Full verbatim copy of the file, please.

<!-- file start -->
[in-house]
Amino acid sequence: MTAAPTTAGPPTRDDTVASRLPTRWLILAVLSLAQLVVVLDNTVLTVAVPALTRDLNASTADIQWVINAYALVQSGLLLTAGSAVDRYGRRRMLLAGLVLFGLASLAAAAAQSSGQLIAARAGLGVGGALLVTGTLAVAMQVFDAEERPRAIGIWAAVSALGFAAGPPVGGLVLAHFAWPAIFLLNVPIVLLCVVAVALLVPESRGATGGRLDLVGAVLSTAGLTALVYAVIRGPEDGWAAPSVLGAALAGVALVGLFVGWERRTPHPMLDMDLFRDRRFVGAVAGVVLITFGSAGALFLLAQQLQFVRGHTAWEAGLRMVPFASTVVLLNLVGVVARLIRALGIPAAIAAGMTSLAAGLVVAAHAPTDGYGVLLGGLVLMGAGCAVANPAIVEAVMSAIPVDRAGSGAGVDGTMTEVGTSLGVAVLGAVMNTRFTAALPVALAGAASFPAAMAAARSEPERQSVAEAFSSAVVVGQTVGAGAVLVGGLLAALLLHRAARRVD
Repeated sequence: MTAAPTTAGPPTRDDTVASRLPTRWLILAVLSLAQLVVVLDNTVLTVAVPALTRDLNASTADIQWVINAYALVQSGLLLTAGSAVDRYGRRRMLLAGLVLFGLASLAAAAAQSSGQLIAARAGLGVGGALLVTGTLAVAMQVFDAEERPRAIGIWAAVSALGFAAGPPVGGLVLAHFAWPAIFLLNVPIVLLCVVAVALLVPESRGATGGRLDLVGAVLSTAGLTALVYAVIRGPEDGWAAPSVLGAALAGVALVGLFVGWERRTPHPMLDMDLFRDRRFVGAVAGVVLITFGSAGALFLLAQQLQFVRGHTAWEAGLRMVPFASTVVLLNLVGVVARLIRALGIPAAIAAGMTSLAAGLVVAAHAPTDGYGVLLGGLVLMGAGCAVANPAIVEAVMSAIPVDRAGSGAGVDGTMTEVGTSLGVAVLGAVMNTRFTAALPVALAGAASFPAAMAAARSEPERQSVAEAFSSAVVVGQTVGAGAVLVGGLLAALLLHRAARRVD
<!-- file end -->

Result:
[in-house]
Amino acid sequence: MTAAPTTAGPPTRDDTVASRLPTRWLILAVLSLAQLVVVLDNTVLTVAVPALTRDLNASTADIQWVINAYALVQSGLLLTAGSAVDRYGRRRMLLAGLVLFGLASLAAAAAQSSGQLIAARAGLGVGGALLVTGTLAVAMQVFDAEERPRAIGIWAAVSALGFAAGPPVGGLVLAHFAWPAIFLLNVPIVLLCVVAVALLVPESRGATGGRLDLVGAVLSTAGLTALVYAVIRGPEDGWAAPSVLGAALAGVALVGLFVGWERRTPHPMLDMDLFRDRRFVGAVAGVVLITFGSAGALFLLAQQLQFVRGHTAWEAGLRMVPFASTVVLLNLVGVVARLIRALGIPAAIAAGMTSLAAGLVVAAHAPTDGYGVLLGGLVLMGAGCAVANPAIVEAVMSAIPVDRAGSGAGVDGTMTEVGTSLGVAVLGAVMNTRFTAALPVALAGAASFPAAMAAARSEPERQSVAEAFSSAVVVGQTVGAGAVLVGGLLAALLLHRAARRVD
Repeated sequence: MTAAPTTAGPPTRDDTVASRLPTRWLILAVLSLAQLVVVLDNTVLTVAVPALTRDLNASTADIQWVINAYALVQSGLLLTAGSAVDRYGRRRMLLAGLVLFGLASLAAAAAQSSGQLIAARAGLGVGGALLVTGTLAVAMQVFDAEERPRAIGIWAAVSALGFAAGPPVGGLVLAHFAWPAIFLLNVPIVLLCVVAVALLVPESRGATGGRLDLVGAVLSTAGLTALVYAVIRGPEDGWAAPSVLGAALAGVALVGLFVGWERRTPHPMLDMDLFRDRRFVGAVAGVVLITFGSAGALFLLAQQLQFVRGHTAWEAGLRMVPFASTVVLLNLVGVVARLIRALGIPAAIAAGMTSLAAGLVVAAHAPTDGYGVLLGGLVLMGAGCAVANPAIVEAVMSAIPVDRAGSGAGVDGTMTEVGTSLGVAVLGAVMNTRFTAALPVALAGAASFPAAMAAARSEPERQSVAEAFSSAVVVGQTVGAGAVLVGGLLAALLLHRAARRVD